Use the above link to complete the following two questions. The question will appear on the board and a solution is provided. Problem 2: Canoe - Have 3 students come up to the front of the room to act out the problem. - Students that are sitting can give suggestions as to how they should solve the problem. - Once students think they have solved the problem, click on the Smart Board for the solution. - The students at the front must act out the problem. Problem 3: Toothpicks - Split students into groups of 5. - Give each group 22 toothpicks. - Read the question at the front of the class. - Students will then need to solve the problem using manipulatives. - When everyone is finished click to see the solution on the Smart Board. Group Activity: - Students will be split into 4 groups. - Each group will be given a problem. - Students will need to figure out how to solve the problem by acting it out or using a manipulative. - Students will have 15 minutes to solve the problem using this strategy. - They will then check their answers with the teacher before they can act. - Students will read the problem, and then act it out for the class. Example Questions are on the following page. Key: Problem 1 – 4 days Problem 2 – 8 combinations Problem 3 – 10 matches Problem 4 – Willy: blueberry, Milly: Spice, Billy: Apple, Lily: Chocolate Chip Act It Out Problem 1: Barb Wire adds 1 link to her paper chain every day. Chuck Stake adds 3 links to his chain every day. Barbs chain has 9 links right now and Chuck’s chain has 3 links right now. If they keep adding links at the same rate, how many days before Chuck’s chain has more links than Barb’s chain?

Michele Beaulieu Hay Lakes School

Problem 2: Katy Did has six pets of three different varieties – two dogs, two cats, and two lizards. Every time she goes out she takes three animals, one of each variety. She can take: Polly or Petula Poodle, Tom or Aly Cat, and Lizzie or Lily Lizard. How many combinations of animals are possible?

Problem 3: In the Chinese Checker tournament, Mark Able, Anita Break, Jack Jumper, Ping Pong, and Chubby Checker all still need to play each other before the champion is announced. If each player plays all other remaining contestants, how many matches will be played altogether?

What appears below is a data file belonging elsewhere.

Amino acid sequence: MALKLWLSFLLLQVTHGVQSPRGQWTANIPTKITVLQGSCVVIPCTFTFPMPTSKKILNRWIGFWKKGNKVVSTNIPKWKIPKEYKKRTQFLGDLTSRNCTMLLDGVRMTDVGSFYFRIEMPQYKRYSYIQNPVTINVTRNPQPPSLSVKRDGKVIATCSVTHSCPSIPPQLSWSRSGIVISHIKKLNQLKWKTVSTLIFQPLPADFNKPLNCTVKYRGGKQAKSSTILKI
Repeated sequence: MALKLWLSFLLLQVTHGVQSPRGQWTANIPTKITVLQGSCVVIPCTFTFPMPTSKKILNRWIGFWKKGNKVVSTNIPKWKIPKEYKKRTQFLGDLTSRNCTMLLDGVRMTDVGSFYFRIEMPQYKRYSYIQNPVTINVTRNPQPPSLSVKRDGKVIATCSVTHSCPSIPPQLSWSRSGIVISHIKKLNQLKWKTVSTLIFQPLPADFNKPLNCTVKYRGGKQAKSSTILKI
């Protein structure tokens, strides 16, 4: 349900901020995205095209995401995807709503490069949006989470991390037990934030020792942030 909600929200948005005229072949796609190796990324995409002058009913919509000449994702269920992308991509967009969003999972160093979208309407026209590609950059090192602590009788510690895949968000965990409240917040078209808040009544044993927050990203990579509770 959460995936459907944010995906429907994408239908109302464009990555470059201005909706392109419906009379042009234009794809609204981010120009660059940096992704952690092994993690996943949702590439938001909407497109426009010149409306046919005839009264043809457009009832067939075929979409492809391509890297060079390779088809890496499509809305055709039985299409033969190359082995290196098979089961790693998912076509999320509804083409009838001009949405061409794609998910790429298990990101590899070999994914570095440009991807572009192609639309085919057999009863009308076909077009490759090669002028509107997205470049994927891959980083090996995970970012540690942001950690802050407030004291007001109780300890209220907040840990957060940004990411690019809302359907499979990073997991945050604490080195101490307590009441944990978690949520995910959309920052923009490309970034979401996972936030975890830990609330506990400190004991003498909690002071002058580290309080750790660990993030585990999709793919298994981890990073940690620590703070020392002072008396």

Problem 4: Willy, Milly, Billy, and Lily (all members of the Silly family) each decided to order a different kind of pancake at the restaurant. The four choices were apple, chocolate chip, blueberry, and spice. Using the following clues, who ordered which pancakes?

Lesson Two: Draw a Picture Students will draw a simple sketch or diagram to help them visualize the problem. Materials: Whiteboards, Markers, and Practice Questions. First, use the website Spy Guys: Problem Solving Strategies Link, Draw a Diagram:

Michele Beaulieu Hay Lakes School http://www.learnalberta.ca/content/mesg/html/math6web/index.html?page=strategi es Hand out individual whiteboards, and markers (if you do not have them you can use their scribblers). Complete problems 1 and 2 as a class, students will complete the question by drawing a picture, then go over the answers on the Smart Board. Problem 1: Garden Plot - Students will complete the problem on their whiteboard then check as a class. - Click the solution button to see how they draw a picture of diagram. - Ask students to come up and show their work on the board. - Did they do it similarly or different? Problem 2: Spiders Movement - Students will complete the problem on their whiteboard then check as a class. - Click the solution button to see how they draw a picture of diagram. - Ask students to come up and show their work on the board. - Did they do it similarly or different? Students will then complete practice questions on their own. The worksheet and answer key is attached to the next page. Have students complete one question then come and get it marked. You can then see if students have an understanding or if you need to reteach any materials.

Practice Page: Pg. 42 - 46